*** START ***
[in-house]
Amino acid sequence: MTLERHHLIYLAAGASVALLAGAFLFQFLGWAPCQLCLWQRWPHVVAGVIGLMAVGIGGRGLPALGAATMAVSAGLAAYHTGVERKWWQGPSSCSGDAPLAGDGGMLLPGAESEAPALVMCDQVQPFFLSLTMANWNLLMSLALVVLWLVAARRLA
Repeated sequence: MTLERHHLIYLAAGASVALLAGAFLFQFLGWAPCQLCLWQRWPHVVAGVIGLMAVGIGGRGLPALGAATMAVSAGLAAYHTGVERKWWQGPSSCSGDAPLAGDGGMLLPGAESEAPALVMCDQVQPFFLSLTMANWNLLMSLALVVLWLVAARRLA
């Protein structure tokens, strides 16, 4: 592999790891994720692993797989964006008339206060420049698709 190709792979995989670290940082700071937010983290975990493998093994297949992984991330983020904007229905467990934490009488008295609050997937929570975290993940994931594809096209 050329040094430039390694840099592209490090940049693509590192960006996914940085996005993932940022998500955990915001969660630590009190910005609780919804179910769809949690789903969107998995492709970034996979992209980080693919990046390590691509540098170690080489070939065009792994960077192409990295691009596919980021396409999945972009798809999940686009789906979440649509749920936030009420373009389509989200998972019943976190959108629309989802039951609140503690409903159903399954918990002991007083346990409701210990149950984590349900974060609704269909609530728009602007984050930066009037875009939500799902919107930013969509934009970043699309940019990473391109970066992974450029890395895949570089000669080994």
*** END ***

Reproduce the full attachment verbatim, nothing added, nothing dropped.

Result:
[in-house]
Amino acid sequence: MTLERHHLIYLAAGASVALLAGAFLFQFLGWAPCQLCLWQRWPHVVAGVIGLMAVGIGGRGLPALGAATMAVSAGLAAYHTGVERKWWQGPSSCSGDAPLAGDGGMLLPGAESEAPALVMCDQVQPFFLSLTMANWNLLMSLALVVLWLVAARRLA
Repeated sequence: MTLERHHLIYLAAGASVALLAGAFLFQFLGWAPCQLCLWQRWPHVVAGVIGLMAVGIGGRGLPALGAATMAVSAGLAAYHTGVERKWWQGPSSCSGDAPLAGDGGMLLPGAESEAPALVMCDQVQPFFLSLTMANWNLLMSLALVVLWLVAARRLA
């Protein structure tokens, strides 16, 4: 592999790891994720692993797989964006008339206060420049698709 190709792979995989670290940082700071937010983290975990493998093994297949992984991330983020904007229905467990934490009488008295609050997937929570975290993940994931594809096209 050329040094430039390694840099592209490090940049693509590192960006996914940085996005993932940022998500955990915001969660630590009190910005609780919804179910769809949690789903969107998995492709970034996979992209980080693919990046390590691509540098170690080489070939065009792994960077192409990295691009596919980021396409999945972009798809999940686009789906979440649509749920936030009420373009389509989200998972019943976190959108629309989802039951609140503690409903159903399954918990002991007083346990409701210990149950984590349900974060609704269909609530728009602007984050930066009037875009939500799902919107930013969509934009970043699309940019990473391109970066992974450029890395895949570089000669080994």